Deliveries of new gas tankers have created a glut that is threatening to tip some operators into losses, just as other shipping markets emerge from their worst downturn in decades. The liquefied natural gas (LNG) tanker market was until recently the only bright spot in an otherwise depressed freight industry. A global surge in the demand for gas, led by Japan in 2011, boosted trade, tied vessels to longer routes and drove rental rates to record highs. But the 119 new carriers ordered from 2011 will have expanded the fleet by over 30 percent by end-2017.

GL Bolsters Support of Green Ship Recycling in Asia

Hamburg/Shanghai, 3 May 2011 - Germanischer Lloyd (GL) has recently intensified its efforts to help shipyards, ship owners, suppliers and recycling facilities in Asia to comply with the forthcoming International Convention for the Safe and Environmentally Sound Recycling of Ships ("Hong Kong Convention"). Two well-trained GL ship recycling experts are now stationed in China and Singapore respectively, offering all stakeholders a full range of services including certification, consultancy and tailored training.

Ship Recycling Discussed at IMO

The Marine Environment Protection Committee (MEPC) of the International Maritime Organization (IMO) considered the first draft of a proposed new international instrument on ship recycling when it met for its 54th session from 20-24 March. Other issues on the agenda included ballast water management and air pollution from ships. The Committee also adopted a number of amendments to the MARPOL Convention. The MEPC made progress in developing the draft text of a mandatory instrument providing globally-applicable ship recycling regulations for international shipping and for recycling activities. A Working Group on Ship Recycling met during the session to work on the draft text and discuss related issues.

Will COSCO-CSCL Marriage Happen Soon?

Image: China Shipping Group

The ocean carrier merger - between China’s two state-owned megacarriers, COSCO and CSCL - rumours are back in the news! The beleaguered state behemoths struggling in a protracted industry slump  - China Ocean Shipping Group  (Cosco) and China Shipping Group -  were ordered to come up with a merger plan late Thursday, sources told the South China Morning Post. The mainland’s two largest shipping and logistics conglomerates together control 11 listed entities in Shanghai, Shenzhen, Hong Kong and Singapore.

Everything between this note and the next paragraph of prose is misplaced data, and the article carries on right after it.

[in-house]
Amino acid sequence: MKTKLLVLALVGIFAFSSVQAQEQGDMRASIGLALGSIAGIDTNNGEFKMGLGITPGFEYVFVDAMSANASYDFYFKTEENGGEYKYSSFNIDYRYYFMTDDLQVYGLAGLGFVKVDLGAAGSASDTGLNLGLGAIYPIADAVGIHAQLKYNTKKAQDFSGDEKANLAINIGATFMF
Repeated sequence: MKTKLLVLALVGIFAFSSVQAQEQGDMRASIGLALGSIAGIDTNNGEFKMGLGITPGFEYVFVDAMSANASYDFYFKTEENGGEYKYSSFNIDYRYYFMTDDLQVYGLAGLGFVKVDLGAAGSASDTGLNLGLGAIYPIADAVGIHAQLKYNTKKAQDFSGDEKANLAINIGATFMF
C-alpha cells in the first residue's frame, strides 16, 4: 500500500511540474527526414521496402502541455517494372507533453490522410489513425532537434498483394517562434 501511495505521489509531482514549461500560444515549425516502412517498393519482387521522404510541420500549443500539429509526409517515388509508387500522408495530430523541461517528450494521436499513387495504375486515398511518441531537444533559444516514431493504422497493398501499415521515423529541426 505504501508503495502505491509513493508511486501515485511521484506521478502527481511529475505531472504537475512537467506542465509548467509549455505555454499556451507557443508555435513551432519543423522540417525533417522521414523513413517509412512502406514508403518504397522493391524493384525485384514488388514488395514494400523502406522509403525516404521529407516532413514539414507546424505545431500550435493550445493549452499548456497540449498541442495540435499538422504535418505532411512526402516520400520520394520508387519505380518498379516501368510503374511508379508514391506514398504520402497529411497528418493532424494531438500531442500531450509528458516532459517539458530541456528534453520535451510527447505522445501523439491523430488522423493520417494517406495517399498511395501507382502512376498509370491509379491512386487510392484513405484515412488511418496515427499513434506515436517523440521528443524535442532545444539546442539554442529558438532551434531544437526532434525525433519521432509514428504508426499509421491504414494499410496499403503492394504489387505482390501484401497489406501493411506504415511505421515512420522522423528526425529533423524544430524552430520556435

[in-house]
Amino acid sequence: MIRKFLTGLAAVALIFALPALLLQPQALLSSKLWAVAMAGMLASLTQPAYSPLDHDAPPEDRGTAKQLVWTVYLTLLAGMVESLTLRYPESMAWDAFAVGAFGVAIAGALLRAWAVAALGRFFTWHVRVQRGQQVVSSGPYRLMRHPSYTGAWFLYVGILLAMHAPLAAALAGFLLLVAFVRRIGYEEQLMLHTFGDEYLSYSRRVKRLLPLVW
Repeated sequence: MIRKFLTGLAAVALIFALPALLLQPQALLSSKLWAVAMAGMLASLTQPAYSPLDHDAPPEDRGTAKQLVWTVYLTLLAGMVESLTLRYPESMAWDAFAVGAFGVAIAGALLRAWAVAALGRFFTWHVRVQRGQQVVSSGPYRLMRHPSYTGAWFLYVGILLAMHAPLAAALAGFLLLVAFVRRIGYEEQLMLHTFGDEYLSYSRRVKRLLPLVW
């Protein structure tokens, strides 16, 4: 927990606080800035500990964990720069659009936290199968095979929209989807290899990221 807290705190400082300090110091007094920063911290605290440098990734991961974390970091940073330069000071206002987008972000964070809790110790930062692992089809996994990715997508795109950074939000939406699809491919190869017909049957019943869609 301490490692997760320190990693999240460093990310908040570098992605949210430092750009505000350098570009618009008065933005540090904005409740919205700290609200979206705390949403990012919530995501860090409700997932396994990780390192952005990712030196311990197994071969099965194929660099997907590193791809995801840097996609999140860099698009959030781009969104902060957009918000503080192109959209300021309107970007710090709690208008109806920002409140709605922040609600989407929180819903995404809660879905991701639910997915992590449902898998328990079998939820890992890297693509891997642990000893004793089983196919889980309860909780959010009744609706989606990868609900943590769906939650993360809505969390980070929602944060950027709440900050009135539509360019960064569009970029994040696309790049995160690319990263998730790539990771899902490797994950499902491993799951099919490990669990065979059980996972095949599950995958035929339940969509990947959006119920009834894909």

Fresh Hopes in Container Shipping: Alphaliner

Table: Alphaliner

The new year brings with it fresh hopes for a recovery in container shipping although the market remains fundamentally imbalanced, says an Alphaliner report. A slew of new records were set in 2016 but most of them marked new lows for a container shipping market that continues to suffer from excess capacity, with the weakness expected to persist for at least one more year. The global containership fleet grew by only 1.5% to reach 20.27 Mteu at the end of 2016, the lowest annual growth rate ever recorded in the industry’s history.

Ship Scrapper Plead Guilty to Environmental Crimes

Steven E. Avery, 56, of Bohannon, VA, Billy J. Avery, 81, of Virginia Beach, VA, and the corporation Sea Solutions, Inc., all pleaded guilty yesterday in Norfolk federal court to various environmental crimes stemming from their activities in the ship scrapping business. Neil H. MacBride, United States Attorney for the Eastern District of Virginia, made the announcement that the plea was accepted by U.S. District Judge Arenda L. Wright Allen. The three will all be sentenced on July 12, 2012.

Baltic Index Slump Continues on Demand Concerns

The Baltic Exchange's main sea freight index, which tracks rates for ships carrying industrial commodities, touched a record low for the ninth straight session Friday, mostly due to vessel oversupply and lack of global demand. The overall index, which gauges the cost of shipping dry bulk cargoes including iron ore, cement, grain, coal and fertiliser, was down 10 points, or 2.61 percent, at 373 points. The index has plunged by over hundred points or about 22 percent this year. On Wednesday, it fell below 400 points for the first time on record. The capesize, panamax and handysize indices also touched record lows on Friday. The dry bulk sector has taken a beating from the slowdown in Chinese business at a time when the sector is struggling with huge overcapacity.

BIMCO: Containership Scrapping Heats Up

(Source: BIMCO)

demolition of containerships almost tripled in the first five months of 2016 in comparison to the same period of 2015. This illustrates the efforts carried out by shipowners to counter the fundamental imbalance between supply and demand under poor container shipping market conditions. However, more needs to be done to lift the charter market. The demolition of capacity in the panamax segment (3-5,999 TEUs), since the start of January 2016 till the year to date, has been especially significant.

Maritime Reporter Magazine Cover Dec 2017 - The Great Ships of 2017